Northumberland set to feature on TV's Great Coastal Railway Journeys
Northumberland is to be the focus of Great British Railway Journeys on BBC Two.
Five episodes covering ‘Tynemouth to Berwick’ will be broadcast from Monday, February 7 at 6.30pm.
Presenter Michael Portillo travels on board the Metro, the East Coast Mainline and the Tyne Valley line to marvel at the scenery and admire the architectural and engineering legacy of the railways in the region where they were invented.
Episode 1 (Monday): Newcastle to Bardon Mill
In Tynemouth, Michael discovers one of the most treacherous coastlines in Britain and hears of a 19th century tragedy at sea that inspired 140 local men to set up a coastal rescue service. The Tynemouth Volunteer Life Brigade trained rescuers to operate an ingenious apparatus called a breeches buoy from the shore. Michael finds out how it works and enjoys a pint and a sea shanty with long-serving volunteers.
At Long Sands beach, Michael rolls up his sleeves to help volunteers caring for sick and injured seals at the Tynemouth Aquarium Seal Hospital. A young pup called Gandalf needs to have his temperature taken.
From Newcastle Central, Michael boards The Passage to India train service, a curry express, which takes him 20 miles along the Tyne Valley line to the station house at Corbridge, now an Indian restaurant.
Back on the Tyne Valley line, Michael ‘s train traces the course of the mighty Hadrian’s Wall. At Bardon Mill, he discovers some of the richest Roman archaeological sites in Britain at Vindolanda. Michael joins volunteer excavators to hear about some of their intriguing finds.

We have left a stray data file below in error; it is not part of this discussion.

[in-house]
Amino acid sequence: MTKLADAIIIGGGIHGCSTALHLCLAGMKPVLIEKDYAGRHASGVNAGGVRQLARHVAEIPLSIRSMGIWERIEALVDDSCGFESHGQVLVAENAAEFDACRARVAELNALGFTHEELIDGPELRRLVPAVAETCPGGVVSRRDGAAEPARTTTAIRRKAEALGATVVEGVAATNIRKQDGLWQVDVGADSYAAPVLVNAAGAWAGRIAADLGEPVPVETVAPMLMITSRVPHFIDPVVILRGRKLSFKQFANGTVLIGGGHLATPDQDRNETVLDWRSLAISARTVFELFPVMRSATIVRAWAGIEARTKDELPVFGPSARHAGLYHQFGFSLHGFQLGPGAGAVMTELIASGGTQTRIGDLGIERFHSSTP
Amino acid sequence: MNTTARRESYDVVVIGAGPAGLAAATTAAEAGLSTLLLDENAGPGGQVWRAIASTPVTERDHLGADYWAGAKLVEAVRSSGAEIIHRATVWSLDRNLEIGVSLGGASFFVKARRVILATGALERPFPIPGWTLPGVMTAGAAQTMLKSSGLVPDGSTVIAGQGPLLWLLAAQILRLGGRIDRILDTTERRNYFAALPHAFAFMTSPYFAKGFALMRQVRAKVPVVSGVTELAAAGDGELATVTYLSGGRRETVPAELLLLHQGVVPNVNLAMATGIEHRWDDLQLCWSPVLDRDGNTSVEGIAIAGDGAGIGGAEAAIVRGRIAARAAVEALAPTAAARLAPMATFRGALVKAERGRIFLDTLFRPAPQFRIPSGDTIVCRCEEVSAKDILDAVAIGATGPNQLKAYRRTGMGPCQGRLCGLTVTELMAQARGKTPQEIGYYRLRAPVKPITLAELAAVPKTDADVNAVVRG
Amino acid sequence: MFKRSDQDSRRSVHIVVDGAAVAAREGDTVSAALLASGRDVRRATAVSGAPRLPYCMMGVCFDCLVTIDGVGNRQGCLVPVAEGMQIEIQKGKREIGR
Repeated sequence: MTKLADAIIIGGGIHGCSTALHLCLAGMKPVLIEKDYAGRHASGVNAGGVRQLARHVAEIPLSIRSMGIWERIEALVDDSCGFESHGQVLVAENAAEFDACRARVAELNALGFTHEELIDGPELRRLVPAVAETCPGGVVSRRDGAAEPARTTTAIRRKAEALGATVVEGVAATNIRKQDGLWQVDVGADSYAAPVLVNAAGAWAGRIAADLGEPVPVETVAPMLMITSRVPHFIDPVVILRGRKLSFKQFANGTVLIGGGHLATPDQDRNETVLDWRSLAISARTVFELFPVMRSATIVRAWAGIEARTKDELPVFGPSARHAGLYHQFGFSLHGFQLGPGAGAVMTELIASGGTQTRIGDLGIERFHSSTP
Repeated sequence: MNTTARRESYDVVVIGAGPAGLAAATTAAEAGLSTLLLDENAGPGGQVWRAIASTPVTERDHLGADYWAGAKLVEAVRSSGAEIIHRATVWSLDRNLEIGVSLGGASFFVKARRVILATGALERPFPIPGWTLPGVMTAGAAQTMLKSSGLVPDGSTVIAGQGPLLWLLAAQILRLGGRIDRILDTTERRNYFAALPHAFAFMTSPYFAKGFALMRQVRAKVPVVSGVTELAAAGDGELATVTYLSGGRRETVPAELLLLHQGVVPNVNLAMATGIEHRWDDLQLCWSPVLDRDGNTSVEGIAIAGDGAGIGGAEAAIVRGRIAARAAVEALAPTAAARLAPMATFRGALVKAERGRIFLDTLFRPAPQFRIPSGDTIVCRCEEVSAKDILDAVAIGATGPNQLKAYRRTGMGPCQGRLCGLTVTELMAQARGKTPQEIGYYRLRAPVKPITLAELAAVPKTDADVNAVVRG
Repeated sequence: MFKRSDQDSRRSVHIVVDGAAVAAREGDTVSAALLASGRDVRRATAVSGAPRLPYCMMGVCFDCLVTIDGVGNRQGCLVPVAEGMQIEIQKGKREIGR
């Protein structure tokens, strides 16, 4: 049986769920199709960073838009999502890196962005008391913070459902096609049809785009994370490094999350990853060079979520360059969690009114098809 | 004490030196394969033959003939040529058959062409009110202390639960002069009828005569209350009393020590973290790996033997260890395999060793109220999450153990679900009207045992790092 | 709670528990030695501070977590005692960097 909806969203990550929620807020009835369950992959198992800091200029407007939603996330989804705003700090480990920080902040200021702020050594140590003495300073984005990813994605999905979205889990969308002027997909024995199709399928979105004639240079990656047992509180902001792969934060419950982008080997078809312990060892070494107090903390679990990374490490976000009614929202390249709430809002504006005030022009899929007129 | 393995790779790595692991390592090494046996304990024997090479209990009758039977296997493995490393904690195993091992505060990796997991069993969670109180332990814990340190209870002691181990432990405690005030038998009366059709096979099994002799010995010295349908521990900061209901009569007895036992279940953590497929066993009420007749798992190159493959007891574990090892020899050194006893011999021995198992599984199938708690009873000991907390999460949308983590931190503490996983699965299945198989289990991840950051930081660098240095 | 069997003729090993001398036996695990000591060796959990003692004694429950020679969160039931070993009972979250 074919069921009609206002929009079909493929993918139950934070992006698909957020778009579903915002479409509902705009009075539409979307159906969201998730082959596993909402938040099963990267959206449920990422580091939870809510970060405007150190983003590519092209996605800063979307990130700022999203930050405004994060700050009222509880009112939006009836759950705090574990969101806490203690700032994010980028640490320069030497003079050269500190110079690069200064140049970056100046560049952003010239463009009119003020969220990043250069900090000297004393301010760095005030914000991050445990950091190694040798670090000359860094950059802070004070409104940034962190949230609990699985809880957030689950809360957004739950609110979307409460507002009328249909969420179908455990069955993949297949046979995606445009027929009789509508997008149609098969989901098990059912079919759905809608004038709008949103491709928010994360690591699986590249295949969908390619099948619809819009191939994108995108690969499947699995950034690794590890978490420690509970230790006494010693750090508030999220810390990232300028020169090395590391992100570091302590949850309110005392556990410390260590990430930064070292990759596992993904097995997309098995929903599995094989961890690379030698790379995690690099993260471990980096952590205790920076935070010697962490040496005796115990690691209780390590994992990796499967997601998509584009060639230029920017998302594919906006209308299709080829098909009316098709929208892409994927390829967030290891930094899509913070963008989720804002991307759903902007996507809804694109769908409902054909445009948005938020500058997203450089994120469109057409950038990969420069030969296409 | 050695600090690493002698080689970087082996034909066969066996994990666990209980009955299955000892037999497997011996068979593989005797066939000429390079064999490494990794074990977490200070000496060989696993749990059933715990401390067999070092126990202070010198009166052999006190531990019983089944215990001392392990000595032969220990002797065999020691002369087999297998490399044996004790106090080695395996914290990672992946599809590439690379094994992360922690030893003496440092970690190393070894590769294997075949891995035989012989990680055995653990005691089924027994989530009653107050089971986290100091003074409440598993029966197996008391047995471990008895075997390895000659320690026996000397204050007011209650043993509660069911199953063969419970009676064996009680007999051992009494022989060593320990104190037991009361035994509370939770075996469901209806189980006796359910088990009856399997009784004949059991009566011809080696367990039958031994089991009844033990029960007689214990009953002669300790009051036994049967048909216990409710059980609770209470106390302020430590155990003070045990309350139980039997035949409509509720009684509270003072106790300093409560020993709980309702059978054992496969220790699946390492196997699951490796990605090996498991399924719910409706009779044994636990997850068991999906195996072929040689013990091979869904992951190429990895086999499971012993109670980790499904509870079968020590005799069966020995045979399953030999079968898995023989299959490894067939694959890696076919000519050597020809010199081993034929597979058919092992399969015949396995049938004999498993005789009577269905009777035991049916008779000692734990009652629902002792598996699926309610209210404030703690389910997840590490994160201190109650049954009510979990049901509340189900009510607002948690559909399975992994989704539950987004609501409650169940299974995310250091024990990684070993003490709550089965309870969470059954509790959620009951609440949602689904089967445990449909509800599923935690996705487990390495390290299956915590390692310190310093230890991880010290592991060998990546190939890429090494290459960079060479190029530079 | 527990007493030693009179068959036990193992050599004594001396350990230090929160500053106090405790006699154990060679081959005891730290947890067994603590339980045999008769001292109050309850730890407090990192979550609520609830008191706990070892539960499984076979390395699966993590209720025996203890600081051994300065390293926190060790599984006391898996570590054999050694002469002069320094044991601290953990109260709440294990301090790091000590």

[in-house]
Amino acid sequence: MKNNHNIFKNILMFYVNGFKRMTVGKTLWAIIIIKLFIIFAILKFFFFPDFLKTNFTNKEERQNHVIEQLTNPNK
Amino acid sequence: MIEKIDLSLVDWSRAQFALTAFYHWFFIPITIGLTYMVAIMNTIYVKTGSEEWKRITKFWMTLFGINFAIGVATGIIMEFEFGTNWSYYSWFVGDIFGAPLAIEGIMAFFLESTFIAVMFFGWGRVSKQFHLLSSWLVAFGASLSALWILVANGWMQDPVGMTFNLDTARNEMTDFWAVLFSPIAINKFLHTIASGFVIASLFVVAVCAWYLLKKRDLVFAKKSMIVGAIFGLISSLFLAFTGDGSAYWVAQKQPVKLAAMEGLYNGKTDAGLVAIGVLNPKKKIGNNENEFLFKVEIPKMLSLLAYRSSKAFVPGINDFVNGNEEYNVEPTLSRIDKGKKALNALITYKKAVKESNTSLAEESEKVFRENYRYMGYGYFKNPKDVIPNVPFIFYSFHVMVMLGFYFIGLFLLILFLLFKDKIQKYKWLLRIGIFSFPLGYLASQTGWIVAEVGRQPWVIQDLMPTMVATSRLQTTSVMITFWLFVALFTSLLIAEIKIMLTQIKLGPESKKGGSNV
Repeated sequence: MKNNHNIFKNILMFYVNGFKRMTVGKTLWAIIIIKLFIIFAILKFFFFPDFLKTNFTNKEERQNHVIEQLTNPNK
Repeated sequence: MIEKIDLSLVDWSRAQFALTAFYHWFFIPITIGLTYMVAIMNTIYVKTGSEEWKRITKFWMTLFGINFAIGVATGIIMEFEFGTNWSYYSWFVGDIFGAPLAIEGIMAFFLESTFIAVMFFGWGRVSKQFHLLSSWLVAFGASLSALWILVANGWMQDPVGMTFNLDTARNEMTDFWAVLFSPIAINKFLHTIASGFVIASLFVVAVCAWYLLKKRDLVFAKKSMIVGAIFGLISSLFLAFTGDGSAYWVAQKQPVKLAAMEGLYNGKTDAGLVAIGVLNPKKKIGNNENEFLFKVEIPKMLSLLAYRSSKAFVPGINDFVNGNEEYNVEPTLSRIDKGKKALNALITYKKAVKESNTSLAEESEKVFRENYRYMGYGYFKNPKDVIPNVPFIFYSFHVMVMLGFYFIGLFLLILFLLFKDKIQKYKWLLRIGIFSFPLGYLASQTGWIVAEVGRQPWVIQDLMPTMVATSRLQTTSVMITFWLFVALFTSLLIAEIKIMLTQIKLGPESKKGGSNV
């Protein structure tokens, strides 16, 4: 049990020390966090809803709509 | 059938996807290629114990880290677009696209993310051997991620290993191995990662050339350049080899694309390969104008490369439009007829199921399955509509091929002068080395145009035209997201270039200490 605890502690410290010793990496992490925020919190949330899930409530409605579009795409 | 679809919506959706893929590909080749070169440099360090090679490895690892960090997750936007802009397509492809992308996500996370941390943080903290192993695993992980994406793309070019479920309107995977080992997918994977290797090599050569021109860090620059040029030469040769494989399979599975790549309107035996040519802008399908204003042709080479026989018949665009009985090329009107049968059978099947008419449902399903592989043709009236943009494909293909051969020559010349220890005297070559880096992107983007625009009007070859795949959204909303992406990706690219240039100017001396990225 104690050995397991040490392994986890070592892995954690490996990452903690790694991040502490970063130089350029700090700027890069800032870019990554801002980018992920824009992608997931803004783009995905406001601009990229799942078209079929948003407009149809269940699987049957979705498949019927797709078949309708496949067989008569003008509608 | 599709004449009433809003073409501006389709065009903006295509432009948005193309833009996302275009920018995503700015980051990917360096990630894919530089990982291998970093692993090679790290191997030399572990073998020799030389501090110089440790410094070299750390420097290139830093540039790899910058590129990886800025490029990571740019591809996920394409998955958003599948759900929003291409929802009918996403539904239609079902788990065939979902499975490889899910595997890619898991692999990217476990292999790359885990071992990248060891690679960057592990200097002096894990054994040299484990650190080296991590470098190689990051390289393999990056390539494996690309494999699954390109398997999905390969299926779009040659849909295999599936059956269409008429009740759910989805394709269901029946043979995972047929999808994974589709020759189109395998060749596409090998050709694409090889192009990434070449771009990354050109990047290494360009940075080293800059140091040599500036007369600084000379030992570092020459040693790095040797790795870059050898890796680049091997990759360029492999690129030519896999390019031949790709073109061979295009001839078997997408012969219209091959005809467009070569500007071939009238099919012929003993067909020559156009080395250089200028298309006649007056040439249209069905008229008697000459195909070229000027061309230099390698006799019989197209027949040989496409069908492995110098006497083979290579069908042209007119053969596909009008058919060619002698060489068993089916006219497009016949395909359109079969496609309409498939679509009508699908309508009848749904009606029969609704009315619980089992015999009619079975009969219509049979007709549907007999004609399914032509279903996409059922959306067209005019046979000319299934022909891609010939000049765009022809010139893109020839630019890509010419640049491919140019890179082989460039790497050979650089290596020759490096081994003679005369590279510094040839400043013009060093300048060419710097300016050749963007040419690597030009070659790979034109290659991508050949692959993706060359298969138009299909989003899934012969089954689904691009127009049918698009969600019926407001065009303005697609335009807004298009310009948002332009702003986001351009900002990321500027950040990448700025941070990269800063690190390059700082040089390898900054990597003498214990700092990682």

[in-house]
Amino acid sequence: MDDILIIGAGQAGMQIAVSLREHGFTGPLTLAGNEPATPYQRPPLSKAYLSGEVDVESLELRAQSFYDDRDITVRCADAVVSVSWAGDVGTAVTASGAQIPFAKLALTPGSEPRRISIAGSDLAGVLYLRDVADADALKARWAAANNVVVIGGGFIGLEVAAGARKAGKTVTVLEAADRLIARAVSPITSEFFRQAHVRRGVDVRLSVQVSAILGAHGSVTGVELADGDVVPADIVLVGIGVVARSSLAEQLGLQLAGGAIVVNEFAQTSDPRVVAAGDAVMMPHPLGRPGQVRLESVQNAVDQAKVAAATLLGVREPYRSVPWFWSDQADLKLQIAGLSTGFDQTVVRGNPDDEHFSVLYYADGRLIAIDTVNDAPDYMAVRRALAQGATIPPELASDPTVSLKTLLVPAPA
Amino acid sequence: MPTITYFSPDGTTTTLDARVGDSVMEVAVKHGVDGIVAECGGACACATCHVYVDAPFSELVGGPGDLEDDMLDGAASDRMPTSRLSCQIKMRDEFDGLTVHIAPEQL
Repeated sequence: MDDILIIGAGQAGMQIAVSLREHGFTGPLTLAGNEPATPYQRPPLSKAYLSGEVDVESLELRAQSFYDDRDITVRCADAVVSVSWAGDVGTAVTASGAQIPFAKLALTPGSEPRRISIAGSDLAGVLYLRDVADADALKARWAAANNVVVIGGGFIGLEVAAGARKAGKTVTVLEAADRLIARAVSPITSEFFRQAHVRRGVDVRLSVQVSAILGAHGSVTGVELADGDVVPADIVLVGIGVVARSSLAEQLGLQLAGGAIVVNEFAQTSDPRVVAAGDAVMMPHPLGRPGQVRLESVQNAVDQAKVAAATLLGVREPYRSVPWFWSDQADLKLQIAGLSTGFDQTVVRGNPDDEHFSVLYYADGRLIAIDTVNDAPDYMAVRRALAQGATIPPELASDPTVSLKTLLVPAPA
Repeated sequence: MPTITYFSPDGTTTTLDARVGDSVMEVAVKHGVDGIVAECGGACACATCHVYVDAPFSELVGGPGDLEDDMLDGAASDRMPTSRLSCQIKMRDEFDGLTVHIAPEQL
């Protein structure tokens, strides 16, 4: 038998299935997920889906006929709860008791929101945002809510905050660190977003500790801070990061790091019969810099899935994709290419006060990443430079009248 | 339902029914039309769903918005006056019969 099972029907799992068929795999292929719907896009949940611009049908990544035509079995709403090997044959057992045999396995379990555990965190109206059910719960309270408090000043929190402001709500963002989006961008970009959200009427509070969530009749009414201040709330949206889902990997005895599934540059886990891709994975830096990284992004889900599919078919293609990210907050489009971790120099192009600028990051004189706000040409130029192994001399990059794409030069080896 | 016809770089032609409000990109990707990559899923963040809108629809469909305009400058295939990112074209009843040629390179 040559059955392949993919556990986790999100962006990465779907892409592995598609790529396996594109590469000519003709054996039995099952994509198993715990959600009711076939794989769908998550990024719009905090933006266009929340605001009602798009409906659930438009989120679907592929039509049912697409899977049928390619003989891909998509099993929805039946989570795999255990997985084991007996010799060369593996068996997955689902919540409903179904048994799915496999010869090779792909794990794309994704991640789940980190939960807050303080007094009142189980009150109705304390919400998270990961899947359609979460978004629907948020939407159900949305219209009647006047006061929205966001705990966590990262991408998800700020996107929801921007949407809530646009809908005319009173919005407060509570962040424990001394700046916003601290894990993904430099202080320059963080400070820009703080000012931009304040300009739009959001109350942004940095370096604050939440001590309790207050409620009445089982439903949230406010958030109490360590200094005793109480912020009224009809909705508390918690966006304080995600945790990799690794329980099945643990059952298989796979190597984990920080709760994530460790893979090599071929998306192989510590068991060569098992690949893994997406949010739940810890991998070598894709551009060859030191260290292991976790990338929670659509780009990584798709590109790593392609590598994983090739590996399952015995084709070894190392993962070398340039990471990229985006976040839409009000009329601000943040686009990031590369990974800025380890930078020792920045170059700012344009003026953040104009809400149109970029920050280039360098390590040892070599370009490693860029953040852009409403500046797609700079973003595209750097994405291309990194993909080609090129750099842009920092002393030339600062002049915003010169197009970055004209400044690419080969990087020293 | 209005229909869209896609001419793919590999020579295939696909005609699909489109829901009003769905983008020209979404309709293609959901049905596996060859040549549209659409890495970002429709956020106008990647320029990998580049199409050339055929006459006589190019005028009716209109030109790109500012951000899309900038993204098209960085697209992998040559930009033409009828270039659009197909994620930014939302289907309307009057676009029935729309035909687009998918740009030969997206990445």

Episode 2 (Tuesday): Newcastle to Lynemouth
Heading north from Newcastle, Michael discovers one of Newcastle’s trendiest hotspots, Ouseburn, and is intrigued to hear of its part in Newcastle’s early industrial development.
En route, Michael travels through the huge Northumberland coalfield. At Cramlington, he alights to visit an extraordinary work of landform art made from the spoil of a coalmine, the vast Northumberlandia, known as the Lady of the North.
Next stop is the former coal port of Blyth. On the historic quayside Michael enjoys a hearty sea shanty and learns about an intrepid former townsman, Captain William Smith, who, in 1819, discovered the Antarctic.
Michael meets a group of young people, who have been inspired by the captain’s story to restore a Scottish Herring drifter, called a Zulu, with the Blyth Tall Ships Charity.